The team found several signs of conscious activity in all nine of the dying rats' brains. First off, within the first 30 seconds after cardiac arrest, there was a sharp increase in gamma frequency power. But it wasn't just random firing — neurons across the brain fired synchronously. Previous research has suggested that this "gamma coherence" underlies conscious perception, such as when you focus all your attention on understanding something.
is really interesting is that the coherence [in the dying rats] is more
than two-fold higher than in their waking state," Borjigin said. "This
suggests that after cardiac arrest, there is a kind of
hyper-consciousness in the brain, with all of the neurons acting
together in far more coherence than normal.
Taken together, the evidence suggests that the brain is capable of well-organized electrical activity — specifically conscious processing — immediately following cardiac arrest, despite the fact that the brain experiences a sharp decrease in oxygen, and was previously thought to be non-functional during this time."
There are accounts of NDE's from non christians like hindus and aboriginal people. The fact that their NDE's reflect their religion/culture like hindu gods appearing instead of angels is a good indication that either there are many afterlifes, one for each religion or it really is all in the brain. Did the author interview non christians?
Some medications like ketamine can also recreate NDE's
This is the basis for full immersion baptism. Ancient "Baptists" would drown an adherant after a series of teachings. Then they would breath "New Life" into them.(CPR) The baptized had a vivid NDE and their life would be changed forever.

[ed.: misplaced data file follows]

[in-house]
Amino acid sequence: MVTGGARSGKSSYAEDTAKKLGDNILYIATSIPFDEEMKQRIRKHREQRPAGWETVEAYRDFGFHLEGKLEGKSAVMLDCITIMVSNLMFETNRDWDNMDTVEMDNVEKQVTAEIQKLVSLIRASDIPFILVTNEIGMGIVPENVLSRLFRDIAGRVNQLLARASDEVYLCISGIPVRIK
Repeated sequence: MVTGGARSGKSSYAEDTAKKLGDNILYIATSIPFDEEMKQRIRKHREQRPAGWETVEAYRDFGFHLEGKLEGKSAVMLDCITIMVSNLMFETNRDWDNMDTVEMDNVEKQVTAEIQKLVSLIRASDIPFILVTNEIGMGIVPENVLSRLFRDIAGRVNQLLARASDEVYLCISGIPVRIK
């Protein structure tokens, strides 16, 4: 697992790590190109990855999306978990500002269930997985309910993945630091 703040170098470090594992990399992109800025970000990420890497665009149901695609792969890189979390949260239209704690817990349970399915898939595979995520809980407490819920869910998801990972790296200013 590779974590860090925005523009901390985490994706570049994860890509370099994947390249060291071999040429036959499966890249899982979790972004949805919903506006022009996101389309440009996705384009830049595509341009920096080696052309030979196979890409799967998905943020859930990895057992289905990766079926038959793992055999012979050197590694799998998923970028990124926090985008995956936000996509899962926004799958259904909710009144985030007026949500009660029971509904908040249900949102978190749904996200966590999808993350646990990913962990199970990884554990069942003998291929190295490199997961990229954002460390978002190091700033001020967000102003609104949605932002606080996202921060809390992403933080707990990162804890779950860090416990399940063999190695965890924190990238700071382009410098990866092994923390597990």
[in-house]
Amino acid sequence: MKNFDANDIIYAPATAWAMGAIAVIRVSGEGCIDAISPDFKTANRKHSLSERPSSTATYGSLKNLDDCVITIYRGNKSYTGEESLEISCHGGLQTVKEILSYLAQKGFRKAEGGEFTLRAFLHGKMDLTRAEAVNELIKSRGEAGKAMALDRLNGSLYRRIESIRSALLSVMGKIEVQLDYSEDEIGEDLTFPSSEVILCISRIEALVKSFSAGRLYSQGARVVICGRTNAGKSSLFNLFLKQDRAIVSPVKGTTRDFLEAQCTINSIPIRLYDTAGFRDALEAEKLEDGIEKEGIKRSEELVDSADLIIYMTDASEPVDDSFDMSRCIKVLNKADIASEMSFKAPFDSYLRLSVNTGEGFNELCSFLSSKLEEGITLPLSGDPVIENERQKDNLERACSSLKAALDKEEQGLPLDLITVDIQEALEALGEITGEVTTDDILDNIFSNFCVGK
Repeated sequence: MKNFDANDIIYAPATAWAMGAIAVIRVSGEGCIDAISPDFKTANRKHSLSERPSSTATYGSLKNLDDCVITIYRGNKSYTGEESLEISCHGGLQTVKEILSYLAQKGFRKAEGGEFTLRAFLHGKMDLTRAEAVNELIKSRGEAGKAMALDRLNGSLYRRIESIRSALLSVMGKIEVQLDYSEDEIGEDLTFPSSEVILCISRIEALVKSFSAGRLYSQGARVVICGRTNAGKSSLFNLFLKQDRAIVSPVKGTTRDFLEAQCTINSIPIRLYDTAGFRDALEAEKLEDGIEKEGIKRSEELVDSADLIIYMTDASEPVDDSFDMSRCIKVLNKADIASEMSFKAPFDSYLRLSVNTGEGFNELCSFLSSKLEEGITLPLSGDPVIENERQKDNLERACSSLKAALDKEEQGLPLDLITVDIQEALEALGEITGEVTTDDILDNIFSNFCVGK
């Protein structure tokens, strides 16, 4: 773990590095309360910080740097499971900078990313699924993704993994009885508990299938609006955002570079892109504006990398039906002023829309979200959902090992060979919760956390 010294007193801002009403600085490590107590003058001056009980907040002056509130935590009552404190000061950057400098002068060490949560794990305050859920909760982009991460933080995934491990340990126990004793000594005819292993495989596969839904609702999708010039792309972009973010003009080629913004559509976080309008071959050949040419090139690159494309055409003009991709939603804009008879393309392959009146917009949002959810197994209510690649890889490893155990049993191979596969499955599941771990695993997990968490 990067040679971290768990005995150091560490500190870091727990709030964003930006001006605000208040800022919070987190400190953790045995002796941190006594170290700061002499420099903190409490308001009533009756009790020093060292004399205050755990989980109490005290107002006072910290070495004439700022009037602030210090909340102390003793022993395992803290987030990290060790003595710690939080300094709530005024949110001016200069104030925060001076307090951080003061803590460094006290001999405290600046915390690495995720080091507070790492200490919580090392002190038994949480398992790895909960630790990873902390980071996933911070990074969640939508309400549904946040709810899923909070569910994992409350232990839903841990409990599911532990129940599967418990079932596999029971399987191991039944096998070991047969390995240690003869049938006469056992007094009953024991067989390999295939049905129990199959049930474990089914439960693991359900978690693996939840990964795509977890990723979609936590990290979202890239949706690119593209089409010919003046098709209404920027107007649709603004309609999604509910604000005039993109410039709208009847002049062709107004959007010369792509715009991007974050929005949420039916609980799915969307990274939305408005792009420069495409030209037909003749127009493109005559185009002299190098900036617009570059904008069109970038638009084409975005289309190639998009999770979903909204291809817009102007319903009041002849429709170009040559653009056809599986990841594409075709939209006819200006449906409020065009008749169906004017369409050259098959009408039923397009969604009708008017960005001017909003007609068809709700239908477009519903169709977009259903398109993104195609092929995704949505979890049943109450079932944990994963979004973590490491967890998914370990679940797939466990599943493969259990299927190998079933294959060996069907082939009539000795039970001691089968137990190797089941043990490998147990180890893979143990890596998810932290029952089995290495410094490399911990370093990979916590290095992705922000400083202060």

Looks like a great book, one that will hopefully shape our understanding that life/lifeforce is not extinguishable. Our cycle as physical beings is birth and death, but life carries on, it seems. I had a NDE within a dream several months ago. Everyone I share it with remarked that one doesn't normally die in their dreams. It was quite similar to some of the stories you related in this interview.
I look forward to reading this. Is there a digital/Kindle version in the works?
I had an unfortunate Near Death Experience. As I was travelling towards the white light through the tunnel I got a speeding ticket!
I have worked in long term care facilities for a long time and ave many, many, many stories along the same lines. I'm getting this book, sounds great! Thanks.
I would like to know how nde compares in different cultures. When 18th/19th C people saw devils, White people saw black or red ones while Blacks saw white ones. Do near death experiences change from culture to culture?
Only recently scientists came up with hocus pocus explanations for the phenomenon as a lack of oxygen in the brain. NDEs have been documented for decades, what am I saying, for centuries since Platon, with thousands of witnesses interviewed, telling all the same amazing stories. It goes for good NDEs as well as bad NDEs.
I even feel quite frustrated because I drowned in the sea when I was a kid but can't remember a damn thing. No white light, no tunnel, no dead relatives telling me sweet things or this universal feeling of love. There are zillion of books in libraries and bookstores about the topic of life after death. Why write another book about it?
"Look at what we do to our bodies and our faces in the name of perfection!"
I am divorced (since remarried) from a woman that for a time worked in an Insurance office. From Monday through Friday it was the same ritual with her. Wake up, shower, get dressed (she preferred skirts and tops to dresses) and apply makeup before having her coffee. One morning she puts on a skirt and top, looks in the mirror, and says this combination doesn't work. So she changes her top and says: "That's better". A couple of weeks later she applied the identical outfit that she had rejected only weeks before and thought it looked great.